5. Build connections between scholars and the public/community in discussions of gender and trauma as they relate to historical and contemporary sociopolitical issues.

This year's conference will also feature several sessions of 'Reacting to the Past (RTTP) organized by David Eick and Janel Pettes Guikema (Grand Valley State University)

Reacting to the Past is a method of complex role-playing games for the college classroom. It is used in disciplines including history, post-colonial and area studies, women’s and gender studies, political science, philosophy, English, foreign languages, and STEM, at over 350 universities and colleges in the U.S. Informed by rich texts, games revolve around flashpoints when ideas clashed: Athens 403 BCE, the Italian Renaissance, the Enlightenment, Industrial Revolution, India on the eve of independence, the 1968 Democratic convention, Title IX etc. Students are assigned roles with victory objectives: in order to “win,” they must write copiously, speak persuasively, read closely, collaborate, solve problems and take creative initiative. RTTP promotes engagement, deep learning and the honing of general education skills.

At the conference there will be RTTP training, including condensed versions of the following games:

  • Changing the Game: Title IX, Gender and Athletics in American Universities
  • The Needs of Others: Human Rights, International Organizations and Intervention in Rwanda, 1994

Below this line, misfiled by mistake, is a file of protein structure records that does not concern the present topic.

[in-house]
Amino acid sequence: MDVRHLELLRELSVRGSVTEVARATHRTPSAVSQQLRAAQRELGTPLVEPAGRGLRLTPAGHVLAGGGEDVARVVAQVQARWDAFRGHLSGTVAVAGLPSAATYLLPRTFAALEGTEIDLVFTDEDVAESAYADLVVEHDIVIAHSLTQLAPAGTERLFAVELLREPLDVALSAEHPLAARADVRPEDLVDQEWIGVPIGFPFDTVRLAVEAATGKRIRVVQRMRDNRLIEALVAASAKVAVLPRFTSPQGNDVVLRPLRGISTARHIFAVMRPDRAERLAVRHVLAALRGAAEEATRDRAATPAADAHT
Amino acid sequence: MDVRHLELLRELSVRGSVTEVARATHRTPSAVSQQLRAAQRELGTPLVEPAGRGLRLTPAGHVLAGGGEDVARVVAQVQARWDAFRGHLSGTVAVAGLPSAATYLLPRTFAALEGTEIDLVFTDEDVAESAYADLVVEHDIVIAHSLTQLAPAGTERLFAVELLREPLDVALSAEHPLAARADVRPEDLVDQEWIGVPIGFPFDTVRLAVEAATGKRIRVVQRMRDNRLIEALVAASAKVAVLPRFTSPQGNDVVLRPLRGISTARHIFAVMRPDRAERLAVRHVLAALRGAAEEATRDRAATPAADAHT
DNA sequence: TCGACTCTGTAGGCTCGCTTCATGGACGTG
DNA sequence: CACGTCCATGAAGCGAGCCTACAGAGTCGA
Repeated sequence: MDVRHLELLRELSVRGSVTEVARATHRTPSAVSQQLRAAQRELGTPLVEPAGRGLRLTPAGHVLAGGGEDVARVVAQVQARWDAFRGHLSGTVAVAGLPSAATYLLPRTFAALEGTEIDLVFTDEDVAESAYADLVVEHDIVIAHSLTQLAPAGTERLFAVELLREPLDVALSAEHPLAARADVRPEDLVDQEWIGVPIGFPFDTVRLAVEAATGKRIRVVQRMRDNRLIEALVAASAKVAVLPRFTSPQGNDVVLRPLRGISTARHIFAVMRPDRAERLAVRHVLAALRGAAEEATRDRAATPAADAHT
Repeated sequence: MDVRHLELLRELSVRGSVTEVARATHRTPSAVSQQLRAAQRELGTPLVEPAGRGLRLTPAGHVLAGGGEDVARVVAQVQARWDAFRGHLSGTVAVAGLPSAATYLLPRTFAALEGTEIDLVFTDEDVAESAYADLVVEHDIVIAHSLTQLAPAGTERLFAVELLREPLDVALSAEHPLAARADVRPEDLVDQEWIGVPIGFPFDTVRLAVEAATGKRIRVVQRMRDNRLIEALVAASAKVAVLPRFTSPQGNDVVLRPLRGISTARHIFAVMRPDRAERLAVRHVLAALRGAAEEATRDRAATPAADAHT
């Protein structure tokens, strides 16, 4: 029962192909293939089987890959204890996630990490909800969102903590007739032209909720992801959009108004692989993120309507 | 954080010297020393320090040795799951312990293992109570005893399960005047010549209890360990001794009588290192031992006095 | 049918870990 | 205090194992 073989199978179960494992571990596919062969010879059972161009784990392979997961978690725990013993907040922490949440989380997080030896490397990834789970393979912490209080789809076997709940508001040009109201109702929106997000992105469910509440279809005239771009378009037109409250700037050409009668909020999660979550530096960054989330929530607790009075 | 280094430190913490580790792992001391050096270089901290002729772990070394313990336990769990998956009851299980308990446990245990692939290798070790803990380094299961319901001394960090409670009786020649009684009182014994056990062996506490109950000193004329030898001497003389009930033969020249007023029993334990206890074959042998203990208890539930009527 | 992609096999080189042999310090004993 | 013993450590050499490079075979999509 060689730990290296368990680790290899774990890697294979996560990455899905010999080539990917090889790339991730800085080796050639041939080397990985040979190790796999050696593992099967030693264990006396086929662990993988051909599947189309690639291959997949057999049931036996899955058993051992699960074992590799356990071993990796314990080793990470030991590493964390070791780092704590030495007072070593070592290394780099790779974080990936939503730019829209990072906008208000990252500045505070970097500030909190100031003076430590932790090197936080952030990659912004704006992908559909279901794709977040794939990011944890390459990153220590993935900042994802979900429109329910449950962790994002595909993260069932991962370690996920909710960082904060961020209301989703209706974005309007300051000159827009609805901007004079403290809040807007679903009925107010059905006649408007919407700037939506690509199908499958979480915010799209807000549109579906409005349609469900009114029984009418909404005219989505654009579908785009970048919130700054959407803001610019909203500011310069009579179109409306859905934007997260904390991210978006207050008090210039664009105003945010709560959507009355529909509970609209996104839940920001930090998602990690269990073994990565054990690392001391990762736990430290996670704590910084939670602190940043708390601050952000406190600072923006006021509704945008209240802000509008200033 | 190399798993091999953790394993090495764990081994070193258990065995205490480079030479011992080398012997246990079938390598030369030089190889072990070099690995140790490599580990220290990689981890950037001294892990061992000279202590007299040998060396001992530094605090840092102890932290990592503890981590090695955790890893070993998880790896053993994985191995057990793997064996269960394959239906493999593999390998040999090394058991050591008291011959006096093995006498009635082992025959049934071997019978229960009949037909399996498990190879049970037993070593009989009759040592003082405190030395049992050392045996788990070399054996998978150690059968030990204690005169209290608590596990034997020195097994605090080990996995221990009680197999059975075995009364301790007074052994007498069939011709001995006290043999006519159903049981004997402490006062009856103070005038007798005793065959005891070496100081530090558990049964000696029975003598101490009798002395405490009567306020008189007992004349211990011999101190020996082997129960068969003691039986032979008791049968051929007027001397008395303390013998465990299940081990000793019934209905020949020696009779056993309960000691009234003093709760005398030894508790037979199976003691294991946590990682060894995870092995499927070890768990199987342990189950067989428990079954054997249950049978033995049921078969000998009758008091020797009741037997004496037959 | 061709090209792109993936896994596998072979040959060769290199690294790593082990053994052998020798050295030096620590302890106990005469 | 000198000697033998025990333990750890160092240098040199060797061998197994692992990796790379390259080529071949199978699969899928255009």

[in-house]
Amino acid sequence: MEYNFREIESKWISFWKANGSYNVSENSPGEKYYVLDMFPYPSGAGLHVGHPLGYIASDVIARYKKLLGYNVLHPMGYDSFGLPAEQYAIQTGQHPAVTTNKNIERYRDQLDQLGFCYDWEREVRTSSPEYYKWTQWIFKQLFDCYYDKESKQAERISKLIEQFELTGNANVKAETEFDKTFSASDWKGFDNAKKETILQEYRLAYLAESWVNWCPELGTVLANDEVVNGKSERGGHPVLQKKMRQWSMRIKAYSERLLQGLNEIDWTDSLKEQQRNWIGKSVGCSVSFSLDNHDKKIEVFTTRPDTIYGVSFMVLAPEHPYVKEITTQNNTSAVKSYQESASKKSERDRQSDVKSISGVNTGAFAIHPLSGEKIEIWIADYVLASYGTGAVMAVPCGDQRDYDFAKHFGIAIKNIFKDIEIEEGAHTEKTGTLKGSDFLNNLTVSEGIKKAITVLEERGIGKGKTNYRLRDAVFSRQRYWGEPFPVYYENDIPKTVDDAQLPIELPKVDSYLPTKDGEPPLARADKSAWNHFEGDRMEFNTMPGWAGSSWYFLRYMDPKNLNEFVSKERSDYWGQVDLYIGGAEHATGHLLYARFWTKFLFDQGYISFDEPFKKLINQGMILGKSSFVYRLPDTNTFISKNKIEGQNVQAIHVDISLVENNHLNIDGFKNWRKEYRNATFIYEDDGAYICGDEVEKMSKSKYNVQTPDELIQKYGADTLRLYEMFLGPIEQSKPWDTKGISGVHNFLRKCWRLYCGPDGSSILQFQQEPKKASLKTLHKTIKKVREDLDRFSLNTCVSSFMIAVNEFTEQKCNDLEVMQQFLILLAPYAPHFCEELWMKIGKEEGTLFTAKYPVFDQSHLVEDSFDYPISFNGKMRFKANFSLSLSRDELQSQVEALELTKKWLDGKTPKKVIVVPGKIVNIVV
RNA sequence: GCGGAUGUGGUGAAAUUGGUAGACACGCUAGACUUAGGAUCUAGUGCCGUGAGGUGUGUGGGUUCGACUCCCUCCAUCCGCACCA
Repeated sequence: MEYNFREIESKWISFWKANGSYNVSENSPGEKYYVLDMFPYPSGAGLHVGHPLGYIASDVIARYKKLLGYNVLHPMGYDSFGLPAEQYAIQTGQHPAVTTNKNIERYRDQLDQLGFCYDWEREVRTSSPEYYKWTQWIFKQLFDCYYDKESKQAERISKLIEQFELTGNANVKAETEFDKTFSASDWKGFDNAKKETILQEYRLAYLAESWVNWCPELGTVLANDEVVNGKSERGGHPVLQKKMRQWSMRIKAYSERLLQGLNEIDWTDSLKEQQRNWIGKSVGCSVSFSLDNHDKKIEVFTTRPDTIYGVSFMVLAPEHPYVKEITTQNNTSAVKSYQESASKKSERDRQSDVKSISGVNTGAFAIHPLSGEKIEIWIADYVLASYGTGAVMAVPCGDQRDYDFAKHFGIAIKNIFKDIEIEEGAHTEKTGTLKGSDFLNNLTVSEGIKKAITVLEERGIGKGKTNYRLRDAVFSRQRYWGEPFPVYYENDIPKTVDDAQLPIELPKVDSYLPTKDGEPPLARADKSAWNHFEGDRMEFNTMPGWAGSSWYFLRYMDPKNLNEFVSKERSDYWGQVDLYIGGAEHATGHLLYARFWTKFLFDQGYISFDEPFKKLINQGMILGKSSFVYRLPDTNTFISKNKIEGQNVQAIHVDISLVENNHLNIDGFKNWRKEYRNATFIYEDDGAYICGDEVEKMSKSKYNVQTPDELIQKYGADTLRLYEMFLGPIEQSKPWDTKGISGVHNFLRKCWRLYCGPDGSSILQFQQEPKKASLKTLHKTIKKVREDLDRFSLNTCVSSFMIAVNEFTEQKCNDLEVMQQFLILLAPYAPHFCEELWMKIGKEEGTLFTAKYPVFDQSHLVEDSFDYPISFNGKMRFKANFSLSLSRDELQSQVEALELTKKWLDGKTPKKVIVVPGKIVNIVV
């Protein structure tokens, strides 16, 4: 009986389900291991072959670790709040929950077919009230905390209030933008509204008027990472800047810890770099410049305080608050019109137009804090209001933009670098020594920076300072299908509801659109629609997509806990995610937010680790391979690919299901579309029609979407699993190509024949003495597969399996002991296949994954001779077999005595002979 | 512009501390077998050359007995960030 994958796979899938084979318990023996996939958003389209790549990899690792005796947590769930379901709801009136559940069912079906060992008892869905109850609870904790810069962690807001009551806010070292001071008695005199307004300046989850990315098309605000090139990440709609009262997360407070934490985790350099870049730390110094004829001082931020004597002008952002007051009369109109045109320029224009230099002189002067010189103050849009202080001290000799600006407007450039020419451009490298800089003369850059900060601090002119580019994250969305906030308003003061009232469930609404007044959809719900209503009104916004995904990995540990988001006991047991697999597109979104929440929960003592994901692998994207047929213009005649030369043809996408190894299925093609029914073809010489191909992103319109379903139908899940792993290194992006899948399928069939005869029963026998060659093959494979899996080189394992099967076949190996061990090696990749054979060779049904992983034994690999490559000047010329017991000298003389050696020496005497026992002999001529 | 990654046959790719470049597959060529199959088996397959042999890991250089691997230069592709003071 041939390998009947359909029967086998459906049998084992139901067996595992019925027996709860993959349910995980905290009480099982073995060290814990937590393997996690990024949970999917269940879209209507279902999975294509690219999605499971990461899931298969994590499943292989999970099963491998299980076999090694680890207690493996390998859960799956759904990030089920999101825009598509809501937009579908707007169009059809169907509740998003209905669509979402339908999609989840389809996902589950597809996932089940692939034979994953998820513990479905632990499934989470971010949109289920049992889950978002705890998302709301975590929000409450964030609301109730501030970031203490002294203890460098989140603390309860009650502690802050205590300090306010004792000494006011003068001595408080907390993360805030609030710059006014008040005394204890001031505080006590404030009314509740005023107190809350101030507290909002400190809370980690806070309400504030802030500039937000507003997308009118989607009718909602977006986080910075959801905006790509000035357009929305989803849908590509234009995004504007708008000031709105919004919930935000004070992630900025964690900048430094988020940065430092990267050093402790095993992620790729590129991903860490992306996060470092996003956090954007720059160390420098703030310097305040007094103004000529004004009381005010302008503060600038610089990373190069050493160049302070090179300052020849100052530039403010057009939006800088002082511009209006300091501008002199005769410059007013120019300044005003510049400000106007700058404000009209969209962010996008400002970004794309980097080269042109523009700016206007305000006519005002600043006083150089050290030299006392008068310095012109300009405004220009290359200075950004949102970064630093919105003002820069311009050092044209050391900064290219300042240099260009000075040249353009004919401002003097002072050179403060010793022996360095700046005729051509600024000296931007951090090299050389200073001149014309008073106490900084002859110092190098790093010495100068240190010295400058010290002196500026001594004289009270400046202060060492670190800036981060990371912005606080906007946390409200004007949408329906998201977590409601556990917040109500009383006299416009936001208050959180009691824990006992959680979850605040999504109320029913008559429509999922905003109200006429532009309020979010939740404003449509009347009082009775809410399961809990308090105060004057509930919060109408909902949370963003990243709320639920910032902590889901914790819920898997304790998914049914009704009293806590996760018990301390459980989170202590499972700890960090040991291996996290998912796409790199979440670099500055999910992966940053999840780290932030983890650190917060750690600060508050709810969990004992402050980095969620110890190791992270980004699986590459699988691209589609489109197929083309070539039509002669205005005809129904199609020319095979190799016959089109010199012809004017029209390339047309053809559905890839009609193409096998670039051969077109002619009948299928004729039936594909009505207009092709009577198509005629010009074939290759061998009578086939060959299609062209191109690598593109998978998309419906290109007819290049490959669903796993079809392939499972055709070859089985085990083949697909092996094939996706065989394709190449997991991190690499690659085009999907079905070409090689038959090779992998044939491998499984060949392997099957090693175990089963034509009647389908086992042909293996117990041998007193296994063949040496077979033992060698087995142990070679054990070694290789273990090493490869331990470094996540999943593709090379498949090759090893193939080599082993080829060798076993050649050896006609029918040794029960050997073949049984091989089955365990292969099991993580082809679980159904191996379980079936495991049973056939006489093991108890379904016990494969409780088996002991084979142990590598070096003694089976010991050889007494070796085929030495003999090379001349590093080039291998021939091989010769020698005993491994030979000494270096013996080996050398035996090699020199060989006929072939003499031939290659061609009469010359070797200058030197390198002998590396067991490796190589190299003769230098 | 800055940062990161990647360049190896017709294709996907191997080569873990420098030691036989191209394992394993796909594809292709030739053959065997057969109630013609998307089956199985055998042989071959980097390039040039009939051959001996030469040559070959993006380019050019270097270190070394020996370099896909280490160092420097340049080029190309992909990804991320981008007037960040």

• The Prado Museum Expansion: The Diverse Art of Latin America

An RTTP Registration Form will be available soon.  

Conference Sponsors

Grand Valley State University's Area & Global Studies, Brooks College of Interdisciplinary Studies, College of Liberal Arts and Sciences (CLAS), Department of History, Psychology Department and Women and Gender Studies.  In conjunction with the Michigan Council for History Education (MCHE)

History of the Great Lakes History Conference

Acting on the suggestion of Professors Charles Sorensen and Anthony Travis, the history faculty of Grand Valley State University established the Great Lakes History Conference in 1975 to allow faculty from teaching institutions in the Midwest to present their scholarship to colleagues.  Until 1982, the conference was held in the famed Pantlind Hotel in Grand Rapids, Michigan.  The conference has evolved since its founding, now attracting faculty, graduate students, public historians, and independent scholars from across the country and now meets in the Eberhard Center on GVSU’s downtown campus.  The conference places special emphasis on fostering collaboration among scholars in Grand Rapids and West Michigan history, academic and non-academic alike.

Even as the conference changes, it remains a general-interest history conference drawing participants from all fields and all periods.  The goals of the conference organizers remain:

  • To gather historians to present and discuss their research
  • To bridge the divide between the university and the public
  • To cultivate interdisciplinary work